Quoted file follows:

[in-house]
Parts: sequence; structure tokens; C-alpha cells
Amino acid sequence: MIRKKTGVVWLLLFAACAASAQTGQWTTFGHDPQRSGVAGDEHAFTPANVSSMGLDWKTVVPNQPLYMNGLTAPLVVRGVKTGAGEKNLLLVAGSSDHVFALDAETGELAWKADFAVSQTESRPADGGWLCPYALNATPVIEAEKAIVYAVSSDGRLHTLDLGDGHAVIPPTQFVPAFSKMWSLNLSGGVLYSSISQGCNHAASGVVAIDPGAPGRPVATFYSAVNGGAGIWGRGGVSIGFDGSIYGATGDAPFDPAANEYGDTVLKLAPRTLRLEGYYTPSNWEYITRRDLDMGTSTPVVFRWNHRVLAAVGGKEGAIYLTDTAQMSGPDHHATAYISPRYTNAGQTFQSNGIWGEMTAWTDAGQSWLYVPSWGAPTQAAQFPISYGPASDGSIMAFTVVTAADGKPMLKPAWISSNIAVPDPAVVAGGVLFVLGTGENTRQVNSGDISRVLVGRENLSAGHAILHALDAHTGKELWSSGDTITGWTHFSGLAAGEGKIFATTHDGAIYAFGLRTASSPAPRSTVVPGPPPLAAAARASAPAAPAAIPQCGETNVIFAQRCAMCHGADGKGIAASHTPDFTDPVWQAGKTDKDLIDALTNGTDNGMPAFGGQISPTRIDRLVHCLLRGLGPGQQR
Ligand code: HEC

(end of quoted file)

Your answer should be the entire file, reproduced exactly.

[in-house]
Parts: sequence; structure tokens; C-alpha cells
Amino acid sequence: MIRKKTGVVWLLLFAACAASAQTGQWTTFGHDPQRSGVAGDEHAFTPANVSSMGLDWKTVVPNQPLYMNGLTAPLVVRGVKTGAGEKNLLLVAGSSDHVFALDAETGELAWKADFAVSQTESRPADGGWLCPYALNATPVIEAEKAIVYAVSSDGRLHTLDLGDGHAVIPPTQFVPAFSKMWSLNLSGGVLYSSISQGCNHAASGVVAIDPGAPGRPVATFYSAVNGGAGIWGRGGVSIGFDGSIYGATGDAPFDPAANEYGDTVLKLAPRTLRLEGYYTPSNWEYITRRDLDMGTSTPVVFRWNHRVLAAVGGKEGAIYLTDTAQMSGPDHHATAYISPRYTNAGQTFQSNGIWGEMTAWTDAGQSWLYVPSWGAPTQAAQFPISYGPASDGSIMAFTVVTAADGKPMLKPAWISSNIAVPDPAVVAGGVLFVLGTGENTRQVNSGDISRVLVGRENLSAGHAILHALDAHTGKELWSSGDTITGWTHFSGLAAGEGKIFATTHDGAIYAFGLRTASSPAPRSTVVPGPPPLAAAARASAPAAPAAIPQCGETNVIFAQRCAMCHGADGKGIAASHTPDFTDPVWQAGKTDKDLIDALTNGTDNGMPAFGGQISPTRIDRLVHCLLRGLGPGQQR
Ligand code: HEC